Divers Are Buoyant
Scuba divers have an extra source of buoyancy that more than makes up for the weight of their gear: their wetsuits. Scuba cylinders, which seem heavy, lack the wherewithal to make up for the wetsuit because of their low negative buoyancy.
The science of buoyancy tells us that an object with a lesser overall density than water will float. For example, most forms of wood float because of the air trapped in the fibers and resins of the wood, making it less dense than water.
Wetsuits are made of neoprene, which traps a lot of air in microbubbles in much the same way that wood does. The result is that wetsuits are a source of net buoyancy for scuba divers.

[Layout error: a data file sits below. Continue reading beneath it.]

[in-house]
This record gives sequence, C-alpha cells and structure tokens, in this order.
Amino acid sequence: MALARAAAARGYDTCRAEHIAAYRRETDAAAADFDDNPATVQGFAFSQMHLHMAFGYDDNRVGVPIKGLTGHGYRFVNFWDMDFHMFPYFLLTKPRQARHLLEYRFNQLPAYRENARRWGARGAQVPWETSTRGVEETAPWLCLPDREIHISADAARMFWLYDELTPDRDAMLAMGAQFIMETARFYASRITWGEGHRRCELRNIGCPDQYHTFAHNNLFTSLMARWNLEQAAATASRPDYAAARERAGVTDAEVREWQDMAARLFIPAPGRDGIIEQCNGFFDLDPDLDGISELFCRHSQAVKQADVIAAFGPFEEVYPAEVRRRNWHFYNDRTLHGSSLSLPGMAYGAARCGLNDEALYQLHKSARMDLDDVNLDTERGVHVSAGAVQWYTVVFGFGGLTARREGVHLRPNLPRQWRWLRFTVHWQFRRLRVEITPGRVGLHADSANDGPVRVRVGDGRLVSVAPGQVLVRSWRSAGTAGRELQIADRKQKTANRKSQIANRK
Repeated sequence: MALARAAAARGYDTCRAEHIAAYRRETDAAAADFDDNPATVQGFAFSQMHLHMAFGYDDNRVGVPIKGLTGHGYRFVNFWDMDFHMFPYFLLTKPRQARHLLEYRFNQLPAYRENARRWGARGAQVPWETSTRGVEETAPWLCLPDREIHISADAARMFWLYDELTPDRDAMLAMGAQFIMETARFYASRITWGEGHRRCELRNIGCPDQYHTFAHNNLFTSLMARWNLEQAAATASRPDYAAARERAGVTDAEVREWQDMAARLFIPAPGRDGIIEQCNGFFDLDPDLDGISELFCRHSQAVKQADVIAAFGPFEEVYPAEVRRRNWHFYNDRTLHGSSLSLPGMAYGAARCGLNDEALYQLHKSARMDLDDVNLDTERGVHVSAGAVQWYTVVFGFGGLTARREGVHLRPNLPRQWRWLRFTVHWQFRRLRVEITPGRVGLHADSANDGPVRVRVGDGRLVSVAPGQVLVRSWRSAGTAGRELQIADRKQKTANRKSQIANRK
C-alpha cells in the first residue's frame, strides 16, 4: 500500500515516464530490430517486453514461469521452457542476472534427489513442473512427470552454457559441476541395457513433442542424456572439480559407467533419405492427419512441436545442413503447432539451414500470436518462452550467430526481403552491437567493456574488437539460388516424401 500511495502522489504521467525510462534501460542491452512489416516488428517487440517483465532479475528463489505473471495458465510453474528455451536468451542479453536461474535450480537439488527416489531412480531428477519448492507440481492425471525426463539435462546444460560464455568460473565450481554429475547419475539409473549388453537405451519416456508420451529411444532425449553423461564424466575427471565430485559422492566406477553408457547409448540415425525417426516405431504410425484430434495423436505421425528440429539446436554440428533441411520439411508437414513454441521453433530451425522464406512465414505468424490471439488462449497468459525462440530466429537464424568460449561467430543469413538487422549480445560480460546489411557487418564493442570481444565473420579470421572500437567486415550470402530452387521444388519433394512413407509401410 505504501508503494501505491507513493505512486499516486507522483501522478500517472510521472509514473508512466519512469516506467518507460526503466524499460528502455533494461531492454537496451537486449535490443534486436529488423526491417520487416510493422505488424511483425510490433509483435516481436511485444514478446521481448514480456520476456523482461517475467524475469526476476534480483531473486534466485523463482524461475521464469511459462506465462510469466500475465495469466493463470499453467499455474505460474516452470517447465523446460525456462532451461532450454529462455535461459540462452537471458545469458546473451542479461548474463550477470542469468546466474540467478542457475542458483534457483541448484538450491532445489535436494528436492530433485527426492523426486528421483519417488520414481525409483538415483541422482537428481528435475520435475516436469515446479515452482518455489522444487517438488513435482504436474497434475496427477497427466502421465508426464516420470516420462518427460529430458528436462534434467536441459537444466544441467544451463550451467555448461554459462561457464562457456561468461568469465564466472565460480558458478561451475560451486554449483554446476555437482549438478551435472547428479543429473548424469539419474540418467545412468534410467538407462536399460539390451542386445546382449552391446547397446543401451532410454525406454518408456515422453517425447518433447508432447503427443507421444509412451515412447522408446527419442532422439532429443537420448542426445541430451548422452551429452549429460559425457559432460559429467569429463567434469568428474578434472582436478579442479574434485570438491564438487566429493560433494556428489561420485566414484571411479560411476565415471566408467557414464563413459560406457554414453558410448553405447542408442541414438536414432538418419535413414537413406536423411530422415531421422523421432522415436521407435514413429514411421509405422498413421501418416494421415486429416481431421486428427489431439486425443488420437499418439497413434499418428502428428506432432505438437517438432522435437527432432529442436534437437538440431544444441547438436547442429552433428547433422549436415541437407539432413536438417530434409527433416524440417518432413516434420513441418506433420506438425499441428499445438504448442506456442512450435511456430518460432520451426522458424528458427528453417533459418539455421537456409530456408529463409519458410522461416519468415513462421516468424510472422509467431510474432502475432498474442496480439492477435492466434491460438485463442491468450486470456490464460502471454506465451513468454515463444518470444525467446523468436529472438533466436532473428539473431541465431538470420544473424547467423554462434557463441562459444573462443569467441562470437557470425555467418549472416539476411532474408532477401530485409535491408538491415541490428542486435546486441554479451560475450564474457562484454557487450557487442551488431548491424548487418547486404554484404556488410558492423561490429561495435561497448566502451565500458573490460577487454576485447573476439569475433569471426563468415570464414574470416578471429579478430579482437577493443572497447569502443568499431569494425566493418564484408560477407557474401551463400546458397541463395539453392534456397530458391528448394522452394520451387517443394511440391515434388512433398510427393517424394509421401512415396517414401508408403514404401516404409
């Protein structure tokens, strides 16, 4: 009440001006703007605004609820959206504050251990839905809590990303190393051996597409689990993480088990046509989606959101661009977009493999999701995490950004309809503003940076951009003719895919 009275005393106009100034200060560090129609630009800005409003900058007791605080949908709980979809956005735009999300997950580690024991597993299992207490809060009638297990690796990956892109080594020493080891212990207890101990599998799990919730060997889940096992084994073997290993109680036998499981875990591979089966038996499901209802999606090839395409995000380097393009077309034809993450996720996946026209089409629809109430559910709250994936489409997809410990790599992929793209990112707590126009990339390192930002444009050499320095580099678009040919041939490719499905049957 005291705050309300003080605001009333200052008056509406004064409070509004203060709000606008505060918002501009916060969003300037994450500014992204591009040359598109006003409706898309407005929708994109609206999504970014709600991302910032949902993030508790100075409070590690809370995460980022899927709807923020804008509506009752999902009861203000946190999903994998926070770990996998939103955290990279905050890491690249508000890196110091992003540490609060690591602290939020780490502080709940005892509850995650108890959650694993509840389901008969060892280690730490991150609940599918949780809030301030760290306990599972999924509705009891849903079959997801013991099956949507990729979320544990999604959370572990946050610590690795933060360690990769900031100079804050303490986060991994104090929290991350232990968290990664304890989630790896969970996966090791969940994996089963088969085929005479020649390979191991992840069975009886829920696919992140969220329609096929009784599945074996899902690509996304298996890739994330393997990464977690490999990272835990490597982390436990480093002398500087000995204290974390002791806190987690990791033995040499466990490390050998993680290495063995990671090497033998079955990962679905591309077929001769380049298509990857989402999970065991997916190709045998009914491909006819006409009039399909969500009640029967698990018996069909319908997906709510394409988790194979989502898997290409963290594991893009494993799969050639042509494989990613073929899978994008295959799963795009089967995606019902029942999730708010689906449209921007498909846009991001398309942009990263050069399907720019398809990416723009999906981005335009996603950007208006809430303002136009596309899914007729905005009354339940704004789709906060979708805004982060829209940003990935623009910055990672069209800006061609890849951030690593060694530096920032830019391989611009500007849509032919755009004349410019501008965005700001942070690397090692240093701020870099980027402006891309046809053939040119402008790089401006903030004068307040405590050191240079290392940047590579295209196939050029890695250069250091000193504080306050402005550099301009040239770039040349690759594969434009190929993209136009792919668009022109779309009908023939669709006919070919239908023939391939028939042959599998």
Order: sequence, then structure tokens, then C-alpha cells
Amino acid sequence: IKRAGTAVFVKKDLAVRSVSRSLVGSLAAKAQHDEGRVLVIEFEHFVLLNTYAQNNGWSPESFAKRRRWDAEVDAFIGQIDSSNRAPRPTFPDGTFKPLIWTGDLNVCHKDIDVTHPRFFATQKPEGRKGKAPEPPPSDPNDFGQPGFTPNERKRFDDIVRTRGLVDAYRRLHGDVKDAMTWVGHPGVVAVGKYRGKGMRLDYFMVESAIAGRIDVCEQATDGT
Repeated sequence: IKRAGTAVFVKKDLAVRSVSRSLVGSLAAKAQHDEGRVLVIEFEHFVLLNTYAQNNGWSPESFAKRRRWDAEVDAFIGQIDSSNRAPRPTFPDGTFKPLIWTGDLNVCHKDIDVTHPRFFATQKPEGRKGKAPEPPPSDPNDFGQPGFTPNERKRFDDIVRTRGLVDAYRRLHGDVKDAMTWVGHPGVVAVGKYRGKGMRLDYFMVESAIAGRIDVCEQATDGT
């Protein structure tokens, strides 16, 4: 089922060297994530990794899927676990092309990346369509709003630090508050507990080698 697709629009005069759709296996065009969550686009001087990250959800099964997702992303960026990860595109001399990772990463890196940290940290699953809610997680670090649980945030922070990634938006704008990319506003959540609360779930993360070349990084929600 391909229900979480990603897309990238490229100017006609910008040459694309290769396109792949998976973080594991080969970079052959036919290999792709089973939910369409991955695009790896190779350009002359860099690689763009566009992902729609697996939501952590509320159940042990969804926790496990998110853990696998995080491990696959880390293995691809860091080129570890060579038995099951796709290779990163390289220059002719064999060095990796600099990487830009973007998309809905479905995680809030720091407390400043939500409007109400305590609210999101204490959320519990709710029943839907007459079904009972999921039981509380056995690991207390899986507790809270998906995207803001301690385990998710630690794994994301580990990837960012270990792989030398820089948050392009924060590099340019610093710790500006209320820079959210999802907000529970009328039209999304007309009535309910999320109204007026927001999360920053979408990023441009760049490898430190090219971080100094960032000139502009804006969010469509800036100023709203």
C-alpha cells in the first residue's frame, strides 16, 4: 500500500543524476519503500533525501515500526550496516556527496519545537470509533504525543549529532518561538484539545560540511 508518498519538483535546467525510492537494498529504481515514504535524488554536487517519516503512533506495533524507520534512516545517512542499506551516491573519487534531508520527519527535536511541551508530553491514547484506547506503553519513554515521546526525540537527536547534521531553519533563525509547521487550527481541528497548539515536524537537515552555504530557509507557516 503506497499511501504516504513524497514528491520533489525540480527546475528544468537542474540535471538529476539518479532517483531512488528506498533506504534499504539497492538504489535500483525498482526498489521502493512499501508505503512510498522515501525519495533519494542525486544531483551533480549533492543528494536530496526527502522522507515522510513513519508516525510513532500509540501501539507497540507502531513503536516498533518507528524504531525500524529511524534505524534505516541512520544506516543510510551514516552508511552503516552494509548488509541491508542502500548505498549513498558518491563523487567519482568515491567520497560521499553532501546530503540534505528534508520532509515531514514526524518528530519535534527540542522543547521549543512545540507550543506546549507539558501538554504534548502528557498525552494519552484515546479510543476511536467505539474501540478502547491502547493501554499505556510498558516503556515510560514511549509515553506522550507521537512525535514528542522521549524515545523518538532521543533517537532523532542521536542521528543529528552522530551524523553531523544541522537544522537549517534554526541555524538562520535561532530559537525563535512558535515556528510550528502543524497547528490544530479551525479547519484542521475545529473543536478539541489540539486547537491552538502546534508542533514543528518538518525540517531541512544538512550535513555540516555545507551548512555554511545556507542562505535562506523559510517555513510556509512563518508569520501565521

Snorkelers and Wetsuits
Wetsuits are so buoyant that snorkelers wearing thick wet suits to cope with cold waters often find they need to wear light weights just to be able to make skin dives.
While compressed air is denser than air at standard atmospheric pressure, it is still not as dense as water. Scuba cylinders will not float on their own because of the metal, but their negative buoyancy is very low and not enough to overcome the positive buoyancy of the wetsuit.
A scuba diver needs to wear weights--and a lot of them--to be able to stay under water. A 5-foot-11-inch man who weighs 180 pounds will need to wear between 15.25 and 22 pounds of weights, depending on how thick his wetsuit is.
Article Written By Edwin Thomas
Edwin Thomas has been writing since 1997. His work has appeared in various online publications, including The Black Table, Proboxing-Fans and others. A travel blogger, editor and writer, Thomas has traveled from Argentina to Vietnam in pursuit of stories. He holds a Master of Arts in international affairs from American University.